Celebrating 70 Years of Pakistan

    Faiz Peace Festival: Lazim Hai K Hum Bhe Dekhein Ge...

    Written by: Salma Chaudhry - Posted on: February 20, 2014 | Post your comment here Comments

    Google Translation: اُردو | 中文

    Faiz Peace Festival: Lazim Hai K Hum Bhe Dekhein Ge...

    13th February, 2014 marked the 103rd birthday of Faiz Ahmad Faiz, a poet of immense status and high standing, whose work -- illustrious for its unwavering progressive ideas and an alluring, poetic vision -- brought the oppression of the masses and the injustice prevalent in society to the vanguard of literary speech.  As a poet of progressive ideals in a society laden with inequality and discrimination, Faiz endured difficult times. A brilliant poet, a valiant journalist and editor, a trade unionist, a philosopher and most significantly an educator, he sought to develop his people by inculcating in them a sense of conceit and accomplishment. The theme of equality and dignity for all mankind, was recurrently used in his writings as he penned down his ideas to persuade his readers to combat oppression. He had hopes of improving their lives, making a difference through which the world would shun its unfair practices. ‘Hum dekhen ge, lazim hai k hum bhe dekhein ge’ depicts the very hope of a peaceful and just Pakistan. Today, years after his death, the hope continues, the dream stays and the struggle persists.


    A wary sanguinity exists in the midst of the atmosphere of what seems to be a perpetual crisis __ dilapidated bazaars and troubled vicinities owing to the continuous sectarian violence and terror attacks. The Faiz Aman Mela or the Faiz Peace Festival was an attempt by Faiz Ghar and the Punjab Council of Arts to sustain the hope for peace, by highlighting Faiz’s vision of a tolerant and progressive Pakistan. The weekend was dedicated to the great poet and celebrations kicked off with a musical evening ‘Girah’, a performance by the Tarz Group at the Alhamra Arts Centre on February 13th, 2014. Artists from Karachi displayed the grandeur of the tabla and the sitar in an innovative orchestral style. Dastaan Goi, also referred to as ‘The Lost form of Urdu Storytelling’, that took place on Friday at the same venue was performed by the Indian artist Mahmud Farooqi and his team. The event was attended by a large number of people and the narrators left the audiences spellbound as they recited medieval stories in Khalis (Pure) Urdu.

    The Festival attracted a large number of people from all strata of society at the Open Air Theatre, Bagh-e-Jinnah, on February 16th.


    The Poetry session constituted the first half of the show and was chaired by Dr. Khalid Javed Jan who recited Faiz Ahmad Faiz’s revolutionary poetry to keep the audience affianced with the great message it entailed. Many progressive and revolutionary poets like Baba Najmi, Aslam Gurdaspuri, Abid Ali Abid, Shafiq Ahamd Shafiq, Arif Prohana, Professor Hasan Askari Saif-ullah Cheema and Rabia Shahzadi read their work. Most verses recited at the festival demonstrated discontentment and resentment towards the social and political condition of our society today. Baba Najmi, a well-known Punjabi poet, received the most praise with his poem ‘6 di roti, 10 da naan, badal gaya jai Pakistan’ which was a satirical take on the Punjab government’s performance so far, after their historical win in the elections last year.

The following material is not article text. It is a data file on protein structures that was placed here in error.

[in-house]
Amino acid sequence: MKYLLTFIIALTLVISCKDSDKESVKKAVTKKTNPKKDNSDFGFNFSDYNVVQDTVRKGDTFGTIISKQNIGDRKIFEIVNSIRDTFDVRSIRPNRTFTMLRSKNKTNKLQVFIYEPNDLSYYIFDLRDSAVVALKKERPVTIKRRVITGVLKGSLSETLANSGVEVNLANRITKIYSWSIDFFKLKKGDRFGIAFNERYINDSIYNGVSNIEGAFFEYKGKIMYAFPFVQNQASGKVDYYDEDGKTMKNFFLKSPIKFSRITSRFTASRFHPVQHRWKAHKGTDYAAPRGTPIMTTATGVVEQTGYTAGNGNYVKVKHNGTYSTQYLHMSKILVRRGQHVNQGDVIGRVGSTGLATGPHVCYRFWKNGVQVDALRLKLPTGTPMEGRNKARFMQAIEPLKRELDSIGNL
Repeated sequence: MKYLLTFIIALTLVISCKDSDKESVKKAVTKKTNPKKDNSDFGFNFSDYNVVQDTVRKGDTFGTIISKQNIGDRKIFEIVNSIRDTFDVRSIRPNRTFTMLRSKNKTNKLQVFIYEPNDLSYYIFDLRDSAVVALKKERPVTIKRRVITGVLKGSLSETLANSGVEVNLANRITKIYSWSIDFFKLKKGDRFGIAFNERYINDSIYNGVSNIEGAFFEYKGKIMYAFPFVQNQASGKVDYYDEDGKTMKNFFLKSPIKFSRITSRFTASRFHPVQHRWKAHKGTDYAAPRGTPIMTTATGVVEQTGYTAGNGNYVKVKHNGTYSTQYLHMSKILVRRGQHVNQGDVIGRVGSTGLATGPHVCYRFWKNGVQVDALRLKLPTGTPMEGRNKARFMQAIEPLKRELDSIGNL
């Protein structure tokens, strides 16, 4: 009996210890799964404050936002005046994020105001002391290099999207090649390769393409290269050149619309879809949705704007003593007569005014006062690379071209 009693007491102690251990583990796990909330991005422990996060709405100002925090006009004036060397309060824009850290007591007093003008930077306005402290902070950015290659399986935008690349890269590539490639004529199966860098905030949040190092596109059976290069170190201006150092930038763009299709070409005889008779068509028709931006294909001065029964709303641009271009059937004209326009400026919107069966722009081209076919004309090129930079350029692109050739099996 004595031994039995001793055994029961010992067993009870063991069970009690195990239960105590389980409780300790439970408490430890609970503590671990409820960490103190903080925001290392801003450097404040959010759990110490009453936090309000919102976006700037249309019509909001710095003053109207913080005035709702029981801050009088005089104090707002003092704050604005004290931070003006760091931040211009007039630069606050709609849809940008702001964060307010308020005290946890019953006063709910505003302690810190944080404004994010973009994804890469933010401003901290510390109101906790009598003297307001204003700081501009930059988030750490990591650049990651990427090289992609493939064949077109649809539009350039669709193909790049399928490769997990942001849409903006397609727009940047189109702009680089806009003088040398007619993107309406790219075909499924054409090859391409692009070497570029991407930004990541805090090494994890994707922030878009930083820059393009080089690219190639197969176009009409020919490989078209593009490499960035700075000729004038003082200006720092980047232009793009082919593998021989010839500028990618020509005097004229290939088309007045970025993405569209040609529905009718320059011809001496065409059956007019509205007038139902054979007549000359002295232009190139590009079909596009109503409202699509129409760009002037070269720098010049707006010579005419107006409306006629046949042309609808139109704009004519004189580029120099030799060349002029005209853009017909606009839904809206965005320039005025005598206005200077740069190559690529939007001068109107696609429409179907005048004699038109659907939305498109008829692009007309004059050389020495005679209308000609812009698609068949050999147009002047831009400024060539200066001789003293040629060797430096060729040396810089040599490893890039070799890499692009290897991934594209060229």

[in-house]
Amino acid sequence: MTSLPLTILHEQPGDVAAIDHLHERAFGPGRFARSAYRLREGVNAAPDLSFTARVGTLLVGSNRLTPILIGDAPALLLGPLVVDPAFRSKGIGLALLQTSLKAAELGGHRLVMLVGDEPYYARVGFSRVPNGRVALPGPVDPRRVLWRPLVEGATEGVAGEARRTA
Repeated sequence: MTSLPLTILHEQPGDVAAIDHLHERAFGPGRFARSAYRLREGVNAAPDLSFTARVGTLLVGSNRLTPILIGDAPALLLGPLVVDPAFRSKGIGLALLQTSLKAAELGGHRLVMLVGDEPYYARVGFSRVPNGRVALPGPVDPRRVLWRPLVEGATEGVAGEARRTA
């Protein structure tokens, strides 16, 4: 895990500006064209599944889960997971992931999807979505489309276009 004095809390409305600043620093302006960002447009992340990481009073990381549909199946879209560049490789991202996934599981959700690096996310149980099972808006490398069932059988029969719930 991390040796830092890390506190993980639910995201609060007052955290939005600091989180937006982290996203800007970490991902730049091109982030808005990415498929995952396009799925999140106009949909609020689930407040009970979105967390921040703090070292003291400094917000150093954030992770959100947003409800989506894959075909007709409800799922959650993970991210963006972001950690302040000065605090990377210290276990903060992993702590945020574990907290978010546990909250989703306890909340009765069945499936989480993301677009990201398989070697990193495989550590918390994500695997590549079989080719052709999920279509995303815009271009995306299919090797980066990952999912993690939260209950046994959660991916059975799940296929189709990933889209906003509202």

Folk singer Rahat Multanikar rekindled the memory of both Iqbal Bano and Faiz, as she sang the beautiful ghazal ‘Dasht-e-Tanhai’. The crowd couldn’t help but sway in tune with the amazing melody. Arif Lohar enthralled the audience with his dazzling chimta and dance moves. The spectators couldn't stop tapping their feet and singing along with the gripping ‘Jugni’ being performed on stage. ‘Hum dekhein ge’ became the showstopper as Nida Faiz recited these verses in her captivating voice. The singers who entertained the audience with some brilliant music included Waris Baig, Tarunam Naaz, Meena Sadaf, Akram Rahi, Anwer Rafi, Sara Raza and the Jatt brothers.

    Outside the theatre, stalls had been set up with books displayed on them for sale. People showed particular interest in the stalls showcasing Faiz’s books. It was overwhelming to see people, young and old, gathered at Bagh-e-Jinnah to spread the message of love and peace. Faiz Ahmad Faiz’s family, including Muneeza Hashmi and Saleema Hashmi, also graced the occasion with their presence and thanked the viewers for their immense support to the cause of a tolerant, thoughtful and understanding Pakistan.


    The poems Faiz wrote had a sense of sorrow, but this was always trailed by an optimistic tone. The message he gave was of hope and peace. The images his words generated were real; images of our people, images of our neighborhood, images we seek to ignore and images that make us pause and reflect. The idea of humanity that he conveyed inspired people all over the world, and goes on to be a strong voice even today as we see our country tattered to shreds by the evils of aggression and abhorrence. Perhaps, we need Faiz and his message of peace now more than ever, and the Aman Mela was a small effort to buttress this hope of a progressive Pakistan.

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